By James Keen.
It was 16th September 1997 and Celtic were hosting Liverpool in the first round of the Uefa Cup. It would be the last season of Roy Evans’ managerial reign before Gerard Houllier was brought in as joint manager rather than sacking Bootle born Roy. This was and is an understandably emotional gesture to a club stalwart, but with 20 years distance a truly astonishing move which fatally undermined the magnanimous Evans. But on that late autumn evening the fact that the Evans reign was dribbling to a close was not a concern. What was a concern was Liverpool holding up English clubs’ perceived superiority over their associates north of the border, and it was not going well.
After 89 minutes Celtic were deservedly leading 2-1 after cancelling out Owen’s early strike and laying siege to the Liverpool goal in the second half. Then McManaman picked up the ball on the right touchline 40 yards from his own goal, casually knocking the ball past the Celtic right midfielder desperate to close him down when perhaps a bit more patience would have prevented what happened next. McManaman was gone. Driving forward, direct and powerful, he attacked the space where the full-back should have been. By the time the hapless Hoop realised the extent of the danger, Macca was advancing menacingly onto the now rapidly backpedalling centre halves, the central midfielders either unable or too slow to react to the Liverpudlian’s advance. Forty-five yards from goal the full-back, realising no one else was dealing with him, came across, but McManaman was travelling too fast by this point and angled his run towards the middle of the pitch, dragging the full-back in front of the centre-backs now occupied by two Liverpool strikers and already on top of their own 18 yard line. The defenders, suddenly realising the thin shaggy-haired winger was not going to pass, shuffled across and the midfielders now made their lung bursting futile runs back in order to deal with the mess that had occurred only seconds before. But Steve McManaman was single-minded. He knew what he wanted to do, and with a certainty of technique and purpose produced a beautifully weighted left foot shot that hit the inside of Celtic’s left-hand post, the contact producing a very satisfying thwack, before nestling in the opposite corner. Now the Celtic defenders were within touching distance of McManaman but it was far too little far too late. His goal would send Liverpool through on the away goals rule after a stultifying 0-0 at Anfield two weeks later.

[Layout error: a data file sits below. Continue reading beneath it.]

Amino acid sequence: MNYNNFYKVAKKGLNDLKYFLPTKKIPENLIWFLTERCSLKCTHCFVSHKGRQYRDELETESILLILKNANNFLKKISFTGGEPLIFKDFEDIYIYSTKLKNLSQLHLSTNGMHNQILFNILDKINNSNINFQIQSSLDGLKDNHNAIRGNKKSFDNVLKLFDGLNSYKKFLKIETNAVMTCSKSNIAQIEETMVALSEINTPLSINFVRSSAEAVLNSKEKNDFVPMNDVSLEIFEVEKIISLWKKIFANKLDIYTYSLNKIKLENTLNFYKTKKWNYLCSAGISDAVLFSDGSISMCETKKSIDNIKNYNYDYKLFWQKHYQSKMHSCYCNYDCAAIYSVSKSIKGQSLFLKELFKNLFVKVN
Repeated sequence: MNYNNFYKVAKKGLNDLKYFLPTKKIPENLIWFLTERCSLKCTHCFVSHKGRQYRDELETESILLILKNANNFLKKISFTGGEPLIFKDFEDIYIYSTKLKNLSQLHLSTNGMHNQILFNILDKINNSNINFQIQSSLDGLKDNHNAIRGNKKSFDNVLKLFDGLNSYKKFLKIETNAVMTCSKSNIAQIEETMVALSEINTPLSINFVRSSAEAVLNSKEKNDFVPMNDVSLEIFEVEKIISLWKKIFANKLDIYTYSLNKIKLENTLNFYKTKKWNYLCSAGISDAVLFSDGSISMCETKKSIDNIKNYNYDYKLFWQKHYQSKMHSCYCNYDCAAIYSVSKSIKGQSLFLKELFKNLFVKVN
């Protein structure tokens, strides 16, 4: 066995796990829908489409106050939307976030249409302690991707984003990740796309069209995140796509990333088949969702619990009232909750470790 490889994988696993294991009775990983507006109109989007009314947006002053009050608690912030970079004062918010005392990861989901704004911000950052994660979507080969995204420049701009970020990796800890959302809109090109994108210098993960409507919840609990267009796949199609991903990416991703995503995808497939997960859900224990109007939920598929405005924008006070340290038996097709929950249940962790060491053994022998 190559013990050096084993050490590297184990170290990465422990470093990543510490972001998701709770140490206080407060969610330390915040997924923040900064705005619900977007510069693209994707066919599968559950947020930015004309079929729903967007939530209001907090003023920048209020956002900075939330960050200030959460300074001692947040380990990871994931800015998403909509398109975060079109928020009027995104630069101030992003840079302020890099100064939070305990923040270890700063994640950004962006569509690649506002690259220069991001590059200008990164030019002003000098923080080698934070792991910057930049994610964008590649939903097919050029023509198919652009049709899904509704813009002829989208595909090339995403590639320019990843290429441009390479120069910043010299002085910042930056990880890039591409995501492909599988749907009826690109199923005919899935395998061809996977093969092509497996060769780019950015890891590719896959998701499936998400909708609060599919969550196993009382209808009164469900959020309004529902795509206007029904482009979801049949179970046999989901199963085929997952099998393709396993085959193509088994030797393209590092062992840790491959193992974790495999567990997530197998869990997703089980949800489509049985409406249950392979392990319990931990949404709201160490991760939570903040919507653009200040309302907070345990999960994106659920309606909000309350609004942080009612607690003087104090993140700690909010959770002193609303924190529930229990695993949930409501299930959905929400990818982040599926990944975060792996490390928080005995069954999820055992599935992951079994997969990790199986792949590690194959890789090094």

Look at that Celtic goal here on YouTube. And check out a few others:
This stunning goal has perhaps become Macca’s calling card, an 11 second burst of genius that encapsulates all that was great and unique about the boy from Kirkdale. Three hundred and sixty two miles away, I was just 18 and watching the midweek game with my equally footy-mad mate Nathan, an Arsenal fan. The game had been a struggle and as I watched Kvarme, Matteo and an aging Wright struggle,the ignominy of facing my other football- obsessed friends began to become a reality. As McManaman changed the course of the tie single handedly I cried “fucking hell!” at the top of my lungs, a gesture which I thought perfectly reasonable under the circumstances but to which my mother vehemently disagreed. Even as adults our mothers are capable like no others of making us feel two feet tall.
McManaman, like his mate and fellow Scouse genius Robbie Fowler, burst through into the team in the Souness era, providing the only bright spots in an otherwise disastrous period for the club, one which we are still feeling the effects of today. But in amongst the Ruddocks, Stewarts and Cloughs of the era were my favourite four, the bright spots of my teenage footballing obsession. They are still four of my favourite players of all time: Rob Jones, Jamie Redknapp, Robbie Fowler and Steve McManaman. While taking seemingly unlimited amounts of shit on the playground after yet another horrible result, I still loved them and at that time the sight of Macca in full flight, his baggy shirt seemingly several sizes too big flapping behind him like a superhero’s cape, I didn’t care. He was exciting, direct and at only seven years older than me, tangibly contemporary.